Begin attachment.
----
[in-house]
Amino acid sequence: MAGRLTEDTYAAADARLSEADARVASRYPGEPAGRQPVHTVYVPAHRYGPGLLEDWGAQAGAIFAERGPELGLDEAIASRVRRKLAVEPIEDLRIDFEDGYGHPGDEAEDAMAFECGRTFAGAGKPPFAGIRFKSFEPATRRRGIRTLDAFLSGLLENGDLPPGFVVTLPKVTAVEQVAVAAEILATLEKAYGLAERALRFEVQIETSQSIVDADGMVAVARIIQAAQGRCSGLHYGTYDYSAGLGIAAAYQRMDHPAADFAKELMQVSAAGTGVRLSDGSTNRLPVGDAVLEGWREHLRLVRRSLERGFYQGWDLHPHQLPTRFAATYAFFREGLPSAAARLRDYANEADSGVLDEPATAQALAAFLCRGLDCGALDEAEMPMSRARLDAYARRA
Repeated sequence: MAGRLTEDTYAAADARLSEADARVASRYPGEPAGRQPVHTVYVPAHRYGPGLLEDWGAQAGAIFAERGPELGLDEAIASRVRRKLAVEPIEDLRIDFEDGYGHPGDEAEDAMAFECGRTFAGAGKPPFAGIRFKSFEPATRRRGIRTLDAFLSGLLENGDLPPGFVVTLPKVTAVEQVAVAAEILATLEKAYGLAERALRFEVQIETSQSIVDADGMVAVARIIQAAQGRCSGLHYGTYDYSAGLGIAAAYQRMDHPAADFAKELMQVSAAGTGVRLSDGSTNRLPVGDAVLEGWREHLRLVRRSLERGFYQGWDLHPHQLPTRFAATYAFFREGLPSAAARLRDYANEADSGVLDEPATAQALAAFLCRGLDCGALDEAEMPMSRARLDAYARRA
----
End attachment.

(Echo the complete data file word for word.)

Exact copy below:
[in-house]
Amino acid sequence: MAGRLTEDTYAAADARLSEADARVASRYPGEPAGRQPVHTVYVPAHRYGPGLLEDWGAQAGAIFAERGPELGLDEAIASRVRRKLAVEPIEDLRIDFEDGYGHPGDEAEDAMAFECGRTFAGAGKPPFAGIRFKSFEPATRRRGIRTLDAFLSGLLENGDLPPGFVVTLPKVTAVEQVAVAAEILATLEKAYGLAERALRFEVQIETSQSIVDADGMVAVARIIQAAQGRCSGLHYGTYDYSAGLGIAAAYQRMDHPAADFAKELMQVSAAGTGVRLSDGSTNRLPVGDAVLEGWREHLRLVRRSLERGFYQGWDLHPHQLPTRFAATYAFFREGLPSAAARLRDYANEADSGVLDEPATAQALAAFLCRGLDCGALDEAEMPMSRARLDAYARRA
Repeated sequence: MAGRLTEDTYAAADARLSEADARVASRYPGEPAGRQPVHTVYVPAHRYGPGLLEDWGAQAGAIFAERGPELGLDEAIASRVRRKLAVEPIEDLRIDFEDGYGHPGDEAEDAMAFECGRTFAGAGKPPFAGIRFKSFEPATRRRGIRTLDAFLSGLLENGDLPPGFVVTLPKVTAVEQVAVAAEILATLEKAYGLAERALRFEVQIETSQSIVDADGMVAVARIIQAAQGRCSGLHYGTYDYSAGLGIAAAYQRMDHPAADFAKELMQVSAAGTGVRLSDGSTNRLPVGDAVLEGWREHLRLVRRSLERGFYQGWDLHPHQLPTRFAATYAFFREGLPSAAARLRDYANEADSGVLDEPATAQALAAFLCRGLDCGALDEAEMPMSRARLDAYARRA